Knowles, Charles R., is a son of the late Rev. Charles J. Knowles, whose father, Eli Knowles, was one of the first settlers of Greenville, Greene county, N. Y. and whose wife, Vina, was a daughter of Jonathan Sherrill, another pioneer of Greenville; her brother, Hon. Eliakim Sherrill, was a member ot the Thirteenth Congress, State senator in 1854 and a colonel in the Union army; was killed at the battle of Gettysburg. Mr. Knowles was born at Riverhead, Long Island, on May 16, 1839. His early education was in the academies at Riverhead, L. I., and Greenville, N. Y., the latter being one of the foremost academies of the State. It was here Martin Van Buren and Lyman Tremaine and many others prominent in State and Nation received their early education; among the many eminent teachers of the academy was a brother of the late Hon. Amasa J. Parker, uncle of the editor of this work. Mr. Knowles has never lost his interest in Greenville or its material prosperity; he owns the old Sherrill homestead, where his mother was born, having modernized it for his summer home. He is the president of the Board of Trustees of the academy. His first business experience was as a clerk in his uncle's insurance office, in Washington, D. C, where he spent some three years; from Washington he entered the office of his cousin, Judge Knowles, of Potsdam, St. Lawrence county, as a law student. Before concluding his law studies, after the battle of Bull Run in 1861, he enlisted as a private in the 92d Regt., N. Y. Vols., organized a company and was elected its captain, and with his regiment served with the army of the Potomac, participating in its victories and defeats, its marches and countermarches through the Peninsula campaign, until after the battle of Fair Oaks, when sickness compelled him to resign. With returning health there came to him the appointment of judge advocate of the Mississippi squadron, with rank of acting master on the staff of Rear Admiral Lee. At the close of the war he settled in Albany, became general agent of the Commerce Insurance Company, and in 1868 was admitted to the bar. In the same year he was appointed manager of the New York State Department of the Insurance Company of North America, and Royal of Liverpool, and Pennsylvania Fire Insurance Company of Philadelphia. January 1, 1888, the Royal Insurance Company decided to unite the New York State department with the Metropolitan Department, under the management of E. F. Beddall, which left Mr. Knowles with the management of the North American and the Pennsylvania Fire Insurance Companies. January 1, 1890, the Philadelphia Underwriters was added to the list of his companies. A Republican in politics, Mr. Knowles has been the representative of his party in the Board of Supervisors and State Legislature, as well as a popular stump speaker in many a hard fought contest in the State. He is a director of the Merchants' National Bank, a trustee of the Albany City Savings Institution, trustee of the Emanuel Baptist church, acting president of the Fairview Home for Friendless Children, vice-president of the Board of Trustees of the Y. M. C. A., governor of the Albany City Hospital, a member of the Fort Orange Club, and of the N. Y. Commandery of the Loyal Legion of the U. S. In the Assembly he was chairman of the committee on commerce and navigation, and in that capacity was largely instrumental in saving to the cities of New York and Brooklyn, the Brooklyn Bridge, the charter of which was in danger of annulment. In 1862 he married Elizabeth F., eldest daughter of Hiram Gilbert, of Albany. Their living children are four daughters, Jane S., Margaret B., Elizabeth D., and MaryG., all of whom are or have been students of St. Agnes School, Albany, and Smith College, Northampton, Mass., and one son, Charles Piatt Knowles, a graduate of the College of Physicians and Surgeons of New York, class of '96.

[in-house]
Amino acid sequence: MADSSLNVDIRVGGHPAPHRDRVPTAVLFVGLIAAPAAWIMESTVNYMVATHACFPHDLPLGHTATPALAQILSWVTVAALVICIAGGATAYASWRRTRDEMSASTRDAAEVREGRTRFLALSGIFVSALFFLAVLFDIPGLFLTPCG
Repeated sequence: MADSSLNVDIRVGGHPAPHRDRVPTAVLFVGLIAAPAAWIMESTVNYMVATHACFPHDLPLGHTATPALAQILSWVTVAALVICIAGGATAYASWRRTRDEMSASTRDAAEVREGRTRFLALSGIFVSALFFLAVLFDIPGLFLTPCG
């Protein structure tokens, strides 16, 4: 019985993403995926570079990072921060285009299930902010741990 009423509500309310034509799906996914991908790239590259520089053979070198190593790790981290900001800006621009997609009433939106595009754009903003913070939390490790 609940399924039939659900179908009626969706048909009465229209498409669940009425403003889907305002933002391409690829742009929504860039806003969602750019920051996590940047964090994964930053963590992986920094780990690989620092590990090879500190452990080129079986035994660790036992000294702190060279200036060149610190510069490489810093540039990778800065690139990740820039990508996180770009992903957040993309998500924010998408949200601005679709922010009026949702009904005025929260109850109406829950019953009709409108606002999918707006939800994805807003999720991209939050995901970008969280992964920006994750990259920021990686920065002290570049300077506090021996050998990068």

Koonz, John F., was born in the town of New Scotland, November 5, 1839. His great-grandfather came from Germany and settled in the town of Westerlo. Peter Koonz, the grandfather, was born in Westerlo, where he became a farmer and spent his life. His wife was Catherine Cline, and they had thirteen children. She lived to be 106 years of age, and when 104 years, without the use of glasses, she hemmed a linen handkerchief for each of her granddaughters, the needle work on which would have been creditable to one half her age. She died in Albany. Samuel, the father of John Koonz, was born in the town of Westerlo in 1809. When a young man he went to Albany and learned the weaver's trade and soon after married Elizabeth, the only child of Jonathan and Hannah (Van Burch) Folmsbee of New Scotland. Mrs. Folmsbee was a first cousin of President Martin Van Buren. Immediately after his marriage Mr. Koonz moved on to the farm of his father-in-law, consisting of sixty-two acres, which he took charge of, and later added forty acres more to the farm, and here spent his remaining days. Their children were Mary, Hannah, Catherine, Peter (who died when two years of age), Phebe, John F., Abram, Peter, Samuel (who died in infancy) and Sarah. Mr. Koonz died December 29, 1871, and his wife in 1888. John F. Koonz grew to manhood on his father's farm and attended the common district schools. When twenty-one he married and began life for himself as farmer in the town of Guilderland on a rented farm; two years later he purchased a small farm of ten acres in the town of New Scotland, and in 1865 purchased his present farm of seventy-three acres, and here has ever since resided. Since 1875, in connection with his farm, he has been an extensive dealer in fertilizers, and for four years had his office in Albany, where he had a heavy trade. For fifteen years he spent the autumns and winters as traveling salesman, in the interest of his fertilizing business, the balance of the year being spent on his farm. Mr. Koonz is an active member of the American Protective Association. He has been twice married; his first wife was Nancy, daughter of Frederick J. Tygert of Guilderland, by whom he had seven children: Ellen J. (wife of Jacob Allbright), Libbie (wife of Fred Nickelson), Samuel C., John E. (who died when nineteen from injuries received on a railroad), Fannie, Frederick J. and Daisy. Mrs. Koonz died in October, 1888. In 1891 Mr. Koonz married Miss Jessie, daughter of William Vanderbilt of Iowa, and they have two children, Harlan and Harold.